Special election take aways: Independent candidate and GOP group's ad barrage hurt Republicans

06/26/2013 12:52 PM

A barrage of aggressive ads aired by an outside Republican group to help GOP candidate Lyen Crews in Tuesday’s special election for a House seat may have backfired by drowning out Crews’ message, the Kentucky Republican Chairman said.

The Republican State Leadership Committee spent six figures on the special election to fill the vacant seat in Woodford County, western Lexington and eastern Frankfort. Much of that was on television ads and mailings going after Democratic nominee James Kay.

Kay won the three-way contest with 44 percent of the vote over Republican Lyen Crews (34%) and independent John-Mark Hack (22%). A Democratic super PAC, the Kentucky Family Values group, also got involved in the race on Kay’s behalf.

“It’s very hard for Lyen to put a message through with all this message cover, particularly in the mailboxes. These groups who were trying to help him, maybe pushed some voters away from him,” Robertson said Wednesday in a phone interview with Pure Politics. “It was tough to break through our own clutter.”

For every mailer Crews’ campaign sent out talking about his background and the issues there were two mailers from outside groups carrying negative messages, Robertson said.

And because of campaign finance rules, neither Robertson nor Crews could tell the Republican State Leadership Committee to back off because they cannot coordinate with outside independent organizations. Crews did say publicly, though, that he wished the groups would have stuck to issues.

Robertson said the takeaway wasn’t that voters rejected the outside group or that super PACs have become a hindrance.

“I just think that they did too much. Some of the things they did on television and radio were effective. Where our volunteers and our candidate started noticing a diminishing return was when we were going door to door and people were talking about the volume of mail, television ads and phone calls,” Robertson said.

That only bolstered the campaign of Hack, Robertson said.

“John-Mark Hack was maybe the natural beneficiary to our inability to have Lyen’s issue messages rise to the top and James Kay’s inability to take a position on any issue,” Robertson said.

Hack, a former Democrat who served in Gov. Paul Patton’s administration and is well known for his opposition to casinos, started with a base of his own and ended up drawing 22 percent of the vote.

He may have drawn slightly more voters away from Crews — but likely not enough to have affected the outcome of the election.

Here’s a look at how Kay fared in each of three counties against Crews and how Crews did in those counties when he lost to former Democratic Rep. Carl Rollins in 2010:

…………………….. Kay (D) …………………….. Crews (R )
Franklin ……………56% …………………………. 44%
Fayette …………… 48% …………………………. 52%
Woodford ………… 58% …………………………. 42%

………………….2010 Rollins (D) …………… 2010 Crews (R )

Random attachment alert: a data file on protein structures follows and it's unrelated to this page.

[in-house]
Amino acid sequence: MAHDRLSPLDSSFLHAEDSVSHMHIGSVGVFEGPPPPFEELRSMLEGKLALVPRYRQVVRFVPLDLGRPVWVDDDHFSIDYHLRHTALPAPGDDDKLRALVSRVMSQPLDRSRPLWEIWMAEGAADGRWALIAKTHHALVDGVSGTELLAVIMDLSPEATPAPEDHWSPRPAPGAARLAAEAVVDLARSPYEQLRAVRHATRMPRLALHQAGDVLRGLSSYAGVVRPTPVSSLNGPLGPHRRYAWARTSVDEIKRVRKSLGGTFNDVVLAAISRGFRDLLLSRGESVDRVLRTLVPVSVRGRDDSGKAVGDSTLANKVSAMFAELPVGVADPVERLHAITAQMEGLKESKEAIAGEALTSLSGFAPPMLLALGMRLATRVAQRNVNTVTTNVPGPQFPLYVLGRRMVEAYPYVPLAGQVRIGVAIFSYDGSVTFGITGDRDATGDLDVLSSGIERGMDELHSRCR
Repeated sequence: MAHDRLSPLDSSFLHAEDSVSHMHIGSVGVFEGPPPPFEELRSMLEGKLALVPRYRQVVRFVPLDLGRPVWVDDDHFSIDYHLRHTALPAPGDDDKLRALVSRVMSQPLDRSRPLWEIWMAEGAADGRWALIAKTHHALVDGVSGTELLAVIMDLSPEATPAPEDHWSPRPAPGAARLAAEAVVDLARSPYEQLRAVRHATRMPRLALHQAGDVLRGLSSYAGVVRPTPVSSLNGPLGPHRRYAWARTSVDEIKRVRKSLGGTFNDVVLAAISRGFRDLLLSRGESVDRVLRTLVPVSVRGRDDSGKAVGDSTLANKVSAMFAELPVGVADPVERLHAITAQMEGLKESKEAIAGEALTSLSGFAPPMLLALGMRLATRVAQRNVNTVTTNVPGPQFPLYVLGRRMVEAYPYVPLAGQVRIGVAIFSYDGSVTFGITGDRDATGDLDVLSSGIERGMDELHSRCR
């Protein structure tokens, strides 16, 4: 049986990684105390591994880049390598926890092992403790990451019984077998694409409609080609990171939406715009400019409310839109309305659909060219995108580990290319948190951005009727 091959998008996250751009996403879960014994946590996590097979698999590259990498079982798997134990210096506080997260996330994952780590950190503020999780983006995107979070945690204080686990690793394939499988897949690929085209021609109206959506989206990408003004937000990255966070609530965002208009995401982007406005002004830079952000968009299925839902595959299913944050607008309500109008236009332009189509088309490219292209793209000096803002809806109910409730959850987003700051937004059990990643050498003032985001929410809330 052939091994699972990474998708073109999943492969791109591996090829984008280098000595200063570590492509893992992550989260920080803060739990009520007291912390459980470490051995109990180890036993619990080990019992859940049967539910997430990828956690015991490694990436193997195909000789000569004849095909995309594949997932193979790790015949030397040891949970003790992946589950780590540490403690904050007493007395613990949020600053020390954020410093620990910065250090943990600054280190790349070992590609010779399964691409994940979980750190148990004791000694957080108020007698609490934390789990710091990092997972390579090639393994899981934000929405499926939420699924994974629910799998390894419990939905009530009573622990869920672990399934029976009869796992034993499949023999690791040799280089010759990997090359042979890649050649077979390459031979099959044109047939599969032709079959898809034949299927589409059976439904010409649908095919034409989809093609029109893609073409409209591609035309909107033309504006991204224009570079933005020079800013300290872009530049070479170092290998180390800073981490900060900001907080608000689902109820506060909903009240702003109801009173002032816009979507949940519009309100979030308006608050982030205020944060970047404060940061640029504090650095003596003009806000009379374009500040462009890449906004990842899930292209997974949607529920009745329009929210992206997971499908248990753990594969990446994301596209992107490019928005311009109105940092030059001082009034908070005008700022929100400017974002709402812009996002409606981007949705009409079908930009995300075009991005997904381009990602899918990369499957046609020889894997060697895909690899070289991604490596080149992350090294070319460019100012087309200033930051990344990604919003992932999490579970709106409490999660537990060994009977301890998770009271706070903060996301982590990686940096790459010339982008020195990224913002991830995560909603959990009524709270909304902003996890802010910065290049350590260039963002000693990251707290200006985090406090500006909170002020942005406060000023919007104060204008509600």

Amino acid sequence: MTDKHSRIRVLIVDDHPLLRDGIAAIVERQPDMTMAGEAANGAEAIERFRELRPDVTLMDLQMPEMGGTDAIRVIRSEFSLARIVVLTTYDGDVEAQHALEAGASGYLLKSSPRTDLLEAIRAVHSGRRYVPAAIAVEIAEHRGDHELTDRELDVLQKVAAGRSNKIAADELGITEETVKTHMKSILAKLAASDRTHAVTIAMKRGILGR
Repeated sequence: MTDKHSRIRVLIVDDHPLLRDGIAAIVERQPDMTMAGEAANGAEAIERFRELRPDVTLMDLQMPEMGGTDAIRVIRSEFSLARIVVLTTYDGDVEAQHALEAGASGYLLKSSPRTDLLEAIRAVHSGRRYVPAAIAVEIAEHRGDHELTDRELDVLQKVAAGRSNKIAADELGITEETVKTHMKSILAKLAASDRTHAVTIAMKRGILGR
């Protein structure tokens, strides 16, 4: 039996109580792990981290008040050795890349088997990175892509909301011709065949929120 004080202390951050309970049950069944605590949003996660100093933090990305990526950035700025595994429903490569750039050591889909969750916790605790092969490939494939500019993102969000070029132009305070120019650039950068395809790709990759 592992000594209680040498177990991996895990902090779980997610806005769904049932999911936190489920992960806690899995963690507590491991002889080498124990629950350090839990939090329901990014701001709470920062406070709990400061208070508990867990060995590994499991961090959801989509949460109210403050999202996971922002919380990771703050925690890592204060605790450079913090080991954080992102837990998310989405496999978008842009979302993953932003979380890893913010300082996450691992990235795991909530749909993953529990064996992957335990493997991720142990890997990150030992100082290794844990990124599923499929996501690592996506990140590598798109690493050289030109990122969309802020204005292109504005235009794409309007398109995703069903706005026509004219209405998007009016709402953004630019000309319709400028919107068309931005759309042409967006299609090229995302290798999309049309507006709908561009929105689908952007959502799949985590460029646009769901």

Franklin ………….. 55% ………………………… 45%
Fayette …………… 47% ………………………… 53%
Woodford ………… 53% ………………………… 47%

The biggest difference was in Woodford County, where voters have been leaning more toward Republicans in recent elections and where Democrats have sometimes been divided in the past between factions.

“I think everyone came together and worked on the campaign,” Kay said Wednesday.

He said he knows he lost some votes to Hack “because I know people who voted for him.” But he said he believed Crews lost more to Hack than he did.

(The results with Hack)
…………………….. Kay (D) ………… Crews (R )……….Hack (I)
Franklin ……………46% ……………… 36% …………….. 18%
Fayette …………… 40% ……………… 44% …………….. 16%
Woodford ………… 44% ……………… 31% …………….. 25%

As for lessons learned going into the 2014 election cycle, Robertson said he sees a silver lining in the results.

“Fifty-six percent chose someone else. That’s the issue on their side they need to tackle,” he said. “What that does tell me is that there is an opportunity out there.”

About Ryan Alessi

Ryan Alessi joined cn|2 in May 2010 as senior managing editor and host of Pure Politics. He has covered politics for more than 10 years, including 7 years as a reporter for the Lexington Herald-Leader. Follow Ryan on Twitter @cn2Alessi. Ryan can be reached at 502-792-1135 or ryan.alessi@twcnews.com.


  • viewer wrote on June 26, 2013 02:00 PM :

    I think all 3 candidates where very good people and would have done good in Frankfort. I hope that other counties look at this and we have more races that have candidates of this quality around the state in 2014.

    I dont like these Super Pacs and what they represent. I want to see more debates , to see who the candidate truly is , and why they believe the way they do. All this money in politics is nothing but Tax Payers money being used against use ( recycled ) , by the people that gets contracts from the government , or from the government looking the other way while they profit from favortism. If you give more than a $100’s to a candidate , you are wanting or needing something in return.

    To Mr. Kay : This gambling is not what its made out to be. Ohio is not making the money they thought they would. They already have cut the tax gains by half they projected. The state of Delaware just gave $8 Million to the casinos to keep the doors open. Im OK with gambling , but dont see how it can be nothing more than a net zero for the state. There will be jobs , but also a lot of problems and crime that comes with it. The Ky lottery money isnt going to education like they said it would , and seems noone is upset at all over where it is going. The schools arent saying a word.